Improve your experience. We are very sorry but this website does not support Internet Explorer. We recommend using a different browser that is supported such as Google Chrome or Mozilla Firefox.

Our Approach

Reframe is an evidence-based training program that supports frontline professionals working with vulnerable children and young people with neurodisabilities including Fetal Alcohol Spectrum Disorder (FASD). It is an evidence-based training that was developed in consultation with youth in detention and justice professionals during the Telethon Kids Institute Banksia Hill study.

In its current format, Reframe is a 4-hour face to face workshop that involves blended learning techniques which are faciliated by expert presenter, Dr Hayley Passmore.


$300* per participant (4-hour training workshop)

  • 50% discount available on request for Non-Government Organisations and Not-for-Profit Organisations.

Reframe Training workshops can be delivered to a minimum of 15 participants and no greater than 30 participants.

The workshops include a combination of lectures, group discussions, peer to peer learning, and viewing of short, educational videos. The use of film has been found to be a highly effective method of improving participants’ understanding and receptiveness to the information. The video format was deemed beneficial for participants, and could be adapted to different sectors.

Topics covered incluce an introduction to neurodisabilities including FASD; understanding the behavioural presentations in those living with neurodisabilities; and strategies to assist managing behaviours that are appropriate for use in a variety of sectors.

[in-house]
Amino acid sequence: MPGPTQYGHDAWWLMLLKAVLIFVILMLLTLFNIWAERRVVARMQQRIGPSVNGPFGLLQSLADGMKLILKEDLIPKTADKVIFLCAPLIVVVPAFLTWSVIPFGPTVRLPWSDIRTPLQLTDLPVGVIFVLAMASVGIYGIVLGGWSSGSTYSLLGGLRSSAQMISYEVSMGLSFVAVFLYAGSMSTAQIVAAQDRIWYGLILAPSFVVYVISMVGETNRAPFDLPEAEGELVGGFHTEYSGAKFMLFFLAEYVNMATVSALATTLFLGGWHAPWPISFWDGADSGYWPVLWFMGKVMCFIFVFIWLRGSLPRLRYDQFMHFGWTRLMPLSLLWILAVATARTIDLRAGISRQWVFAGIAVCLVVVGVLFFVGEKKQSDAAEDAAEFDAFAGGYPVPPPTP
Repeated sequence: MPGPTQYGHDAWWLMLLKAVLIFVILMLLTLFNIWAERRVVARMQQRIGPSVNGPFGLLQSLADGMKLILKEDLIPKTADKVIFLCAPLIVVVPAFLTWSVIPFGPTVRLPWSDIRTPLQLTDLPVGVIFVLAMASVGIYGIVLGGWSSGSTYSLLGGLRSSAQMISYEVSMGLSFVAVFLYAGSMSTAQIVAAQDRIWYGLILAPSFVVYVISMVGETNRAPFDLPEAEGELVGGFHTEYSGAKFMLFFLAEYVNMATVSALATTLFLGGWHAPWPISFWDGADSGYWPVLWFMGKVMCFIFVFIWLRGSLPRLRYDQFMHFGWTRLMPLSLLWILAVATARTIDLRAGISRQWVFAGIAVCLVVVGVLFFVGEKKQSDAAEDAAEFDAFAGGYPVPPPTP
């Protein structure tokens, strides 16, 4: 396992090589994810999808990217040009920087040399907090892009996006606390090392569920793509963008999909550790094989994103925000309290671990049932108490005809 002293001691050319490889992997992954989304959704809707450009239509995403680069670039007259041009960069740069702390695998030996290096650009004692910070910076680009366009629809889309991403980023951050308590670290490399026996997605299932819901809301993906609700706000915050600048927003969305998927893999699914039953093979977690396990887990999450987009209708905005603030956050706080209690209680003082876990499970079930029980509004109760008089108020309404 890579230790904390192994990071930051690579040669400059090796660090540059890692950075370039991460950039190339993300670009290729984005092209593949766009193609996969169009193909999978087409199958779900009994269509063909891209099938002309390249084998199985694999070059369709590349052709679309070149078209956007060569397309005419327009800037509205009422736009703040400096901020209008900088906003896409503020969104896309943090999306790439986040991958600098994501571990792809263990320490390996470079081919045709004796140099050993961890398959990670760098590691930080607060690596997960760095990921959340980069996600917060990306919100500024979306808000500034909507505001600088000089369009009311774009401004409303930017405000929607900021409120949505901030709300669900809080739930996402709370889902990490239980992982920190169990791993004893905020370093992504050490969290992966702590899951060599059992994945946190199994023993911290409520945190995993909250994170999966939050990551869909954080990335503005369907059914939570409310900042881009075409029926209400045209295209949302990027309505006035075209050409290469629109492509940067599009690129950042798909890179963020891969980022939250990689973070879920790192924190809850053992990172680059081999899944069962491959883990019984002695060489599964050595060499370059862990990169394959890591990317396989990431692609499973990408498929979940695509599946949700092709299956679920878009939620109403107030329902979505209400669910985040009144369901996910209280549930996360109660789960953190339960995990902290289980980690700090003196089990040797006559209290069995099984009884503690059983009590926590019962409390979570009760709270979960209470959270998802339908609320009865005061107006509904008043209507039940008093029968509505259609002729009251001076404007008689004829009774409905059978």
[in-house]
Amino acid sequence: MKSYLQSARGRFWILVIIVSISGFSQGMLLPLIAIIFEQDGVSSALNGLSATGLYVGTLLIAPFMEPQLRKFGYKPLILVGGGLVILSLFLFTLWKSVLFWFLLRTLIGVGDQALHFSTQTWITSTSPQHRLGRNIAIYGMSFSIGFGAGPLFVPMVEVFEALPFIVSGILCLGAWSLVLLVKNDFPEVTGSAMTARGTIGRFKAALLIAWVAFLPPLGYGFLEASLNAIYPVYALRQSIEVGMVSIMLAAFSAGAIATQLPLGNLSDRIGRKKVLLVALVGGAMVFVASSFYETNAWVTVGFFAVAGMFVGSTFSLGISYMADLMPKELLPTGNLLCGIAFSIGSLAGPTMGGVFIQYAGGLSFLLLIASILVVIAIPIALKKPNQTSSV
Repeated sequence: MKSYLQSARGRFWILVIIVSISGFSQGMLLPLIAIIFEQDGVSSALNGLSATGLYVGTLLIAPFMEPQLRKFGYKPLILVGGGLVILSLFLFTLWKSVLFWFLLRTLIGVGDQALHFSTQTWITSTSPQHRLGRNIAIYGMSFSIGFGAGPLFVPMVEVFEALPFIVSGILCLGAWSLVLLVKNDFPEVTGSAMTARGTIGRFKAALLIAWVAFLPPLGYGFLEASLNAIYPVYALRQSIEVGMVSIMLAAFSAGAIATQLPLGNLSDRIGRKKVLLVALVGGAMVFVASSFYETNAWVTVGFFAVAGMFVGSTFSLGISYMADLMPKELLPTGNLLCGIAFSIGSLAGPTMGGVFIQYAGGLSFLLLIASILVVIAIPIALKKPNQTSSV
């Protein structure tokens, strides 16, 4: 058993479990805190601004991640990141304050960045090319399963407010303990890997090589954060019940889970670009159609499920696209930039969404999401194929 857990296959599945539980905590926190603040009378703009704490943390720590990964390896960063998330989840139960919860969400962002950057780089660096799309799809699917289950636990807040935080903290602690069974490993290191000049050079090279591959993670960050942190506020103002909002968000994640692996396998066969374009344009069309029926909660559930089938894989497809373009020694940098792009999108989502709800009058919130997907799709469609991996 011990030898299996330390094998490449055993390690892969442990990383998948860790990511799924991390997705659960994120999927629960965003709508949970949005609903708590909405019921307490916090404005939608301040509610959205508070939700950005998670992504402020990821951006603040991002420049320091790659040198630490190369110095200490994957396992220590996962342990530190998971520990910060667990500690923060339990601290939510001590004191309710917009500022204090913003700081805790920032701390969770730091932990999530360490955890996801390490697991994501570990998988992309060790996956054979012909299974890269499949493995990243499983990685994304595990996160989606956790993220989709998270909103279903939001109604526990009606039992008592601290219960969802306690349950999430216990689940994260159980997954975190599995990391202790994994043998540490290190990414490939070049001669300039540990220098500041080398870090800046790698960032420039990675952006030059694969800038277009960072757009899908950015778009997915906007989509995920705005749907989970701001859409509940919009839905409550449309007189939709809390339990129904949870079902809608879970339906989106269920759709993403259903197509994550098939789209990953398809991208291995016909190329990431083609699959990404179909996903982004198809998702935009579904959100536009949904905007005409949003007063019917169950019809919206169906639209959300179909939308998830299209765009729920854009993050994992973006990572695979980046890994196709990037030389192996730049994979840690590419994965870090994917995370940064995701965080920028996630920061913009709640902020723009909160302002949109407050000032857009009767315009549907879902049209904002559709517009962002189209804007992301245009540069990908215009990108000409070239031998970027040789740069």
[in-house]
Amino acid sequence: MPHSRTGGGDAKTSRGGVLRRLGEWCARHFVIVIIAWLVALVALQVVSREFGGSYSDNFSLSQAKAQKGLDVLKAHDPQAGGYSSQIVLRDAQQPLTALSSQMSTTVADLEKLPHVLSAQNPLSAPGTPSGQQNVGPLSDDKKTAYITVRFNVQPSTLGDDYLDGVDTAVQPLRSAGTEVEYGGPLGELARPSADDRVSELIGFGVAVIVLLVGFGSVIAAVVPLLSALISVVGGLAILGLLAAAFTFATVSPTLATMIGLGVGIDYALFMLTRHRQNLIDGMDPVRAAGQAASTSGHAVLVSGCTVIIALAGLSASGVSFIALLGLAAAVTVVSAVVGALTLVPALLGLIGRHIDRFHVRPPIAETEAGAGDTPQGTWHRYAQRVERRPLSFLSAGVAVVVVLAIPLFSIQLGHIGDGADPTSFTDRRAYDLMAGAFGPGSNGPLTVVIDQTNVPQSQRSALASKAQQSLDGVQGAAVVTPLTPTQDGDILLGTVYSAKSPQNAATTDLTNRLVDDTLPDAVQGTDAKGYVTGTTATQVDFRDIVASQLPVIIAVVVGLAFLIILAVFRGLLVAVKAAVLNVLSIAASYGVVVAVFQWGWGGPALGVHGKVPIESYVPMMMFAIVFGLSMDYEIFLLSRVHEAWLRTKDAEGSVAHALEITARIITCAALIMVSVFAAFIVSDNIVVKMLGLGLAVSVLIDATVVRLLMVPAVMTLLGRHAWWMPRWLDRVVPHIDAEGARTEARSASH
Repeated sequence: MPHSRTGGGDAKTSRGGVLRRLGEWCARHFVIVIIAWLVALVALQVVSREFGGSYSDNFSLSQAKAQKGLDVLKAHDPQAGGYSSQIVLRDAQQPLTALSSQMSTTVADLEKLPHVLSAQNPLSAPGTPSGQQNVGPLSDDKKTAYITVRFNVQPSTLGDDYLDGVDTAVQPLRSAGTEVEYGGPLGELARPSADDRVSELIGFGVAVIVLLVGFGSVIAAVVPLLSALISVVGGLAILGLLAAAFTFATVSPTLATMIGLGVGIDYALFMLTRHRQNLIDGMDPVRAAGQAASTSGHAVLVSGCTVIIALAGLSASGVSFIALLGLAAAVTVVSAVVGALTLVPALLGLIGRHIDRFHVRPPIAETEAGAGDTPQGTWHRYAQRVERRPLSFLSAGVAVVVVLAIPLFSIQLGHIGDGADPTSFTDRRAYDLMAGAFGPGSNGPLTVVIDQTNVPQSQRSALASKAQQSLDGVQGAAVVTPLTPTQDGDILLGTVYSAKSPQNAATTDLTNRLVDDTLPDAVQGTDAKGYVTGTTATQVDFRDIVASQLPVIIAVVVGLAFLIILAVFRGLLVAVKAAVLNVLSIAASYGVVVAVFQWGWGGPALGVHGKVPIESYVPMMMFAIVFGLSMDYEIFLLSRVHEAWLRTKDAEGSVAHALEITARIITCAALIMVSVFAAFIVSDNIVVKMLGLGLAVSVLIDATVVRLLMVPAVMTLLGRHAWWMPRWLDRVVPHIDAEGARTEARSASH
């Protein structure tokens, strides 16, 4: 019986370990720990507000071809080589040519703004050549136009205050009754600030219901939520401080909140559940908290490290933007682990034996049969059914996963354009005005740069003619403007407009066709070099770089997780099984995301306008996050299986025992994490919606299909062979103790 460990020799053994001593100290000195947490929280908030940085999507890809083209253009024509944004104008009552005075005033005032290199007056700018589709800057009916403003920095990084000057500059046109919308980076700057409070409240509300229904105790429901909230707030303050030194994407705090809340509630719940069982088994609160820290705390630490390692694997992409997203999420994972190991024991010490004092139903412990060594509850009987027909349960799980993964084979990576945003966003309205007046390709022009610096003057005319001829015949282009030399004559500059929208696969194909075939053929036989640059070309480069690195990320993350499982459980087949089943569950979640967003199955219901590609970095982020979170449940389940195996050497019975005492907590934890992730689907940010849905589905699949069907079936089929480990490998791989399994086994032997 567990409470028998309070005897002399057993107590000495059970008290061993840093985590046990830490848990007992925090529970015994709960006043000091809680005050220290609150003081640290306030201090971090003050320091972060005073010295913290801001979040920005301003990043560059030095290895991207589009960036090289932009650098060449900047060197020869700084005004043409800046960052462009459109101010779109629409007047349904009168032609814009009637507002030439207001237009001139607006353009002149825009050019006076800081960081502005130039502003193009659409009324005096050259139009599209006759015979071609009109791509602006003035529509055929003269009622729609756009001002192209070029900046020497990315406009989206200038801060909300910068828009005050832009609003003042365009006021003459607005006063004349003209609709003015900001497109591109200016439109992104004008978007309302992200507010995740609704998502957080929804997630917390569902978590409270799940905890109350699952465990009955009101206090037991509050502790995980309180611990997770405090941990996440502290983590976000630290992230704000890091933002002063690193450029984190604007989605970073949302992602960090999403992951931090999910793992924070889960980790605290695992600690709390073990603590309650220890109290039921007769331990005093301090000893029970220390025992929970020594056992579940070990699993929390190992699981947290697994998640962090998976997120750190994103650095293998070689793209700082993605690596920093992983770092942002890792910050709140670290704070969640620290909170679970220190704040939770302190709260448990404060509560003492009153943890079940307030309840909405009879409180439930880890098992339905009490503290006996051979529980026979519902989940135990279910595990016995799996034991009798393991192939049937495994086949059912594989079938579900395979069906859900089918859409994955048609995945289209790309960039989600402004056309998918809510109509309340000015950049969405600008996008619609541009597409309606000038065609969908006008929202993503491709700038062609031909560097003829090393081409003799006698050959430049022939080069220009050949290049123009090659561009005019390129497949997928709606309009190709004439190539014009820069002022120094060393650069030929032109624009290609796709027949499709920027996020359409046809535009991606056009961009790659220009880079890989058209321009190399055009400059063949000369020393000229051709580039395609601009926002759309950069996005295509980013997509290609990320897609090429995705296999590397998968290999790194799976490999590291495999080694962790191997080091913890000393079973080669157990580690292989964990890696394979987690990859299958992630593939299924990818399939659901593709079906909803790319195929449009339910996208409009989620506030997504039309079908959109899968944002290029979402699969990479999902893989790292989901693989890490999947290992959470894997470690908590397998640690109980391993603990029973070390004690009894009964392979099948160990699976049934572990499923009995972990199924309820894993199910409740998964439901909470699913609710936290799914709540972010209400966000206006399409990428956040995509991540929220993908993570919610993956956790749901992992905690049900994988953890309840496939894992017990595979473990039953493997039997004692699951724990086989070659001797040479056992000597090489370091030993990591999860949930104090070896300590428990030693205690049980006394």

Specifically, the areas of neurodevelopment discussed are:

  • memory and learning,
  • language and communication,
  • adaptive function,
  • attention and sensory processing,
  • executive function,
  • motor skills,
  • academic function, and
  • cognition.

Reframe Training was developed following an extensive two-year consultation process with young people in detention and professionals in the Western Australian justice and health sectors. This program was initially tailored for the youth justice workforce but has been identified as having great relevance to a variety of other workforces who interact with individuals with complex needs and behaviours. These include the child protection, education, police, adult corrections and community justice, community services and disability sectors.

Press enter to see more results